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Week 1 Summary

Dr Kenny McAlpine summarises the first week of his free online short course, A Bit-by-Bit History of Video Game Music.
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Now, we’ve covered quite a lot of detail in this first week, so before we move on, let’s recap on what we’ve explored so far. Although they weren’t the first company to bring video games from the arcades and into the homes of players, it was Atari’s home Pong and VCS consoles that really domesticated video gaming. Constrained by both cost and technology, the VCS offered very little scope, either for graphical or for musical expression. On the one hand, those constraints dictated the sound of early gaming, but on the other, it posed developers a challenge and they pushed back, coming up with some very creative workarounds to the limitations. Now, that period also saw the very first professional video game composers emerge.
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In the UK, the launch of the ZX Spectrum in 1982 really marked the beginning of the home gaming craze. In terms of sound and music, the Spectrum was even more limited than the Atari, offering just a single channel of square wave tones, without any possibility to vary the loudness. Again, though, developers responded by developing some very innovative coding techniques that pushed the Spectrum’s beeper well beyond its limits. In particular, using a method known as pulse wave modulation, game developers were able to create sophisticated, multichannel music with percussion and effects. The Spectrum’s big rival was Commodore’s 64.
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Boasting more colourful graphics, more memory, and a sound chip, the SID, that was in a completely different league to either the Atari or the Spectrum, the 64 transformed the sound of video game music. No longer was it enough to tack on a bleepy dirge to the title screen of a game. Composers like Rob Hubbard brought real musicianship to video games, creating soundtracks with catchy melodies, strong bass lines, and driving percussion. They riffed off popular music, something that was only really made possible by the synth-like capabilities of the 64’s SID chip, and in turn, that allowed game music to become an important meta-layer of narrative to support the gameplay.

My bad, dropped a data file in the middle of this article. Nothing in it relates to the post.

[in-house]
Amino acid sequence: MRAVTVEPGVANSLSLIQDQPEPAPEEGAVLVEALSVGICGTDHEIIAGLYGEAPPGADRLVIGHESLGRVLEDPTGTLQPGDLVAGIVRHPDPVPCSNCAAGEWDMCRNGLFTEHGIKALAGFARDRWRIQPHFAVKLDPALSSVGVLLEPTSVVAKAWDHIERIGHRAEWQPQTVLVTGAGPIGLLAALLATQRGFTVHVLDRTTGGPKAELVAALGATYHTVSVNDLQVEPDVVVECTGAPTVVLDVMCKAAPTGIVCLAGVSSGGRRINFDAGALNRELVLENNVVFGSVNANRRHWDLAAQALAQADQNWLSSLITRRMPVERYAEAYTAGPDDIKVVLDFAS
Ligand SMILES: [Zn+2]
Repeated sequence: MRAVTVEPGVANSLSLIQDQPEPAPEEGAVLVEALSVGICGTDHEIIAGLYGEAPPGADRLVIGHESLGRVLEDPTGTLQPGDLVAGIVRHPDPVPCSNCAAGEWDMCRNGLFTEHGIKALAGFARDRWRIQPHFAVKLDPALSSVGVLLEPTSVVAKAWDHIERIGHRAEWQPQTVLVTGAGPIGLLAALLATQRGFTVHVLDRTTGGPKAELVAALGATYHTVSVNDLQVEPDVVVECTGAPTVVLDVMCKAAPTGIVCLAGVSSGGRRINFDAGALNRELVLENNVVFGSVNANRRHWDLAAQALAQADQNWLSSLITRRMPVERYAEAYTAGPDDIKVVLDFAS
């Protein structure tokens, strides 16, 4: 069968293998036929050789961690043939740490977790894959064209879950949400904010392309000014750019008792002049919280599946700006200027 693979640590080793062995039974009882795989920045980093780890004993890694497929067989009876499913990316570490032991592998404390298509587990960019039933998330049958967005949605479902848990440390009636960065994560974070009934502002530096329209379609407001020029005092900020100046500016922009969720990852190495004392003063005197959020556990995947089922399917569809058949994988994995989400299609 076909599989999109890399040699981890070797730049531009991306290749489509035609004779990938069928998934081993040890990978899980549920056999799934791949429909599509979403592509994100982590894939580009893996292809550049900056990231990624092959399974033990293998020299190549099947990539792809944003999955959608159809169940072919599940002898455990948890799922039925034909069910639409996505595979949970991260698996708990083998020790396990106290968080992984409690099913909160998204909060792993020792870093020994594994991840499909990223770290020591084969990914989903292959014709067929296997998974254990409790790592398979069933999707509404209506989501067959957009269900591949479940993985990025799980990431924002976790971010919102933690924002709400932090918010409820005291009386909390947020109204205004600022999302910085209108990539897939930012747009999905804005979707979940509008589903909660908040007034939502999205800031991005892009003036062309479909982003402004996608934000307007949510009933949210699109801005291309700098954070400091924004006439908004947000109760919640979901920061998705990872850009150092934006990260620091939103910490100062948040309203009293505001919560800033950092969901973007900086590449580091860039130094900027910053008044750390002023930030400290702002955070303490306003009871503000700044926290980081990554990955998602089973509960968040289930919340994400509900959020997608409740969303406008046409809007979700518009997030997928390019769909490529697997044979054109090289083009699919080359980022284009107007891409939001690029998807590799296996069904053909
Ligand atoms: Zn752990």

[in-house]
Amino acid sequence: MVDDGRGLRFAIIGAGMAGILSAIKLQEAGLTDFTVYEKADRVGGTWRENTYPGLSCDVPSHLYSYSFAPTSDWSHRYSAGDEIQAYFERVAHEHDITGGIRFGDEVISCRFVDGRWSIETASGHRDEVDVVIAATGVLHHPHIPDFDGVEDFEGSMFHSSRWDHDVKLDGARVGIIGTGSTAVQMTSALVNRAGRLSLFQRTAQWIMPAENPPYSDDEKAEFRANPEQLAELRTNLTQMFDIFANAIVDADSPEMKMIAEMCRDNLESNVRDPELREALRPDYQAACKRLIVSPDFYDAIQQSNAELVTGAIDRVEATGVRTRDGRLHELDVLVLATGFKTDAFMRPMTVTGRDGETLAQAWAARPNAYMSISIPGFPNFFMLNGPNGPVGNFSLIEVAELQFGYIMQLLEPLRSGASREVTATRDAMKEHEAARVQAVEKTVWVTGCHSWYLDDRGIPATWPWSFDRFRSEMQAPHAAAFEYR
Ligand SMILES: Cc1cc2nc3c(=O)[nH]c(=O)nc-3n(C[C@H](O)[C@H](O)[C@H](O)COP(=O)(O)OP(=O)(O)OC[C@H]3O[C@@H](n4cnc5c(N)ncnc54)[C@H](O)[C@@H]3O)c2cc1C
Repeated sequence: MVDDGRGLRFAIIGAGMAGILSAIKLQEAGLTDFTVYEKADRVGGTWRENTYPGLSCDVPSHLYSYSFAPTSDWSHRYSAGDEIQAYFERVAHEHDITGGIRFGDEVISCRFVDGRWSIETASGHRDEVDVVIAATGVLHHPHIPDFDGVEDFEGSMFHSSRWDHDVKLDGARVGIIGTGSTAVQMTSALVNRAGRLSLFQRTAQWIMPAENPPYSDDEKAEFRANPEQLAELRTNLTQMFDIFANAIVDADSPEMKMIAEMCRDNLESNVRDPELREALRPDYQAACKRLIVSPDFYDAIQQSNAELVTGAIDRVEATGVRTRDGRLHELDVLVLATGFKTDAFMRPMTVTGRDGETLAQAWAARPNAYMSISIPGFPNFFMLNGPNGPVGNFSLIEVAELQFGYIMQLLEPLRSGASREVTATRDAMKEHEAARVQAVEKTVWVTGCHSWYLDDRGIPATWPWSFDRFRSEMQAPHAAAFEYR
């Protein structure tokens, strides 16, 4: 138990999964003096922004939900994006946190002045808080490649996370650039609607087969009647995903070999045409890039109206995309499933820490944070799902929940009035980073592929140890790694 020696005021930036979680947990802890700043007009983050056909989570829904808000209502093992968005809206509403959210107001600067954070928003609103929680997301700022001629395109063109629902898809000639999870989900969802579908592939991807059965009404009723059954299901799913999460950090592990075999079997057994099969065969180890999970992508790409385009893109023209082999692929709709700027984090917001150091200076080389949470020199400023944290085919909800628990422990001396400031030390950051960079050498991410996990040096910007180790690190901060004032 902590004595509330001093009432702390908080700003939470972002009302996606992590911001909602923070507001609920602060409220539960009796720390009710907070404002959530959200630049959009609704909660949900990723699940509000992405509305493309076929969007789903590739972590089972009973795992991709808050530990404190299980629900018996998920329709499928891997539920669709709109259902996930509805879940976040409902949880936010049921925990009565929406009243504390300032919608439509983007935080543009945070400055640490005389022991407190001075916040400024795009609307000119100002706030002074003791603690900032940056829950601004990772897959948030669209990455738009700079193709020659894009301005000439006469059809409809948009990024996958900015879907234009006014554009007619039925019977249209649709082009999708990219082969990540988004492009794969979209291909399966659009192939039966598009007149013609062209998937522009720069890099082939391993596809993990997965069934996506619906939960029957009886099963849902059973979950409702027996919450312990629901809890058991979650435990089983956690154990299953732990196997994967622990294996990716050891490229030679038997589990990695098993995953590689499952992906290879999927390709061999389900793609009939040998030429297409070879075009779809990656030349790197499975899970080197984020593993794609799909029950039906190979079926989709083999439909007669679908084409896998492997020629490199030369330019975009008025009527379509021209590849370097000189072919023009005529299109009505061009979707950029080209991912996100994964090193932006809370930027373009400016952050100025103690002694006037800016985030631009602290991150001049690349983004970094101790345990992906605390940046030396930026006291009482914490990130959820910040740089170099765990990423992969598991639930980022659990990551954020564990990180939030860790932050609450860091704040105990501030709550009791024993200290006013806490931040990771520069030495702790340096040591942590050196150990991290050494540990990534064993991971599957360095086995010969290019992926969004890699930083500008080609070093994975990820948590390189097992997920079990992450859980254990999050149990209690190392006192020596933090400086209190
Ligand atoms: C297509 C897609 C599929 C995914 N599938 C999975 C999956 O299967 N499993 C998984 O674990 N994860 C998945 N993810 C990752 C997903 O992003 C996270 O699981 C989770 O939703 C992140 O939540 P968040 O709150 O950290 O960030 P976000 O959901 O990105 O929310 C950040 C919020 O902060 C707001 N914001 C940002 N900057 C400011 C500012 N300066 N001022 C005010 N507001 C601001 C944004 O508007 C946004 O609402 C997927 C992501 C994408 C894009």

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Now, looking ahead to next week, we’re going to focus on how video game music changed from being a relatively fixed and linear format to something non-linear, that could adapt in real time to player input, to better reflect the gameplay, an approach that really came into its own on Nintendo’s NES. We’ll investigate how video game music started to move away from synthetic sounds to more natural and expressive sounds, first of all, by triggering samples using the Paula chip on Commodore’s Amiga, and then by streaming pre-recorded music tracks directly from CD-ROM on consoles like Sony’s PlayStation.
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As technology continued to evolve, the scope of those soundtracks increased and specialist tools, audio engines, and middleware, were developed to allow music specialists to compose and implement complex and non-linear music sequences. We’ll look at how packages like FMod and WWise fused that produced sound with the adaptive features of games like Super Mario Brothers. We’ll conclude by looking at how these specialist technologies have created niches in the industry. It’s not just that there are individuals who specialise in video game sound and music, but whole production studios – a new sector of the market – have grown up to service this area of the games industry.
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Before we conclude this week’s activities, could I take a moment to remind you of some of the additional resources and support materials for this course? First of all, do please download and play some of the game ROMs on software emulators. Although it’s not quite the same thing as loading the original games from tape, it will at least let you hear the music in context, and some of those games are still an awful lot of fun to play. Do also download and listen to the music tracks, and follow up on some of the links and the recommended listening that I’ve included.
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Listening to some of those other tracks will help to provide a broader context to the music and to the approaches of composition that we’ve been studying. And that might shed some light on where the video game composers of the 1980s took their inspiration. Also, if you’ve enjoyed hearing about how sound evolved on these vintage platforms, then do please check out a copy of my book, Bits and Pieces. It’s published by Oxford University Press, and gives a much more detailed account of both the underlying technologies and also the musical developments of this style of music. I’ll see you all again next week.

In this video, we’ll summarise what we’ve learned in the first week, and look forward to what we’ll be exploring in next week’s activities.

Please note that my book, Bits and Pieces: A History of Chiptunes, is still in the final stages of preparation for publication, and should be available early in 2018. If you’d like to know when it’s released, or if you would like to know of any readings or public lectures that I’ll be giving around the launch, then please follow my Twitter feed, @thesonsiebogle, or drop me an email at bitsandpiecesbook@gmail.com.

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Video Game Design and Development: A Bit-by-Bit History of Video Game Music: Video Game Sound and Music

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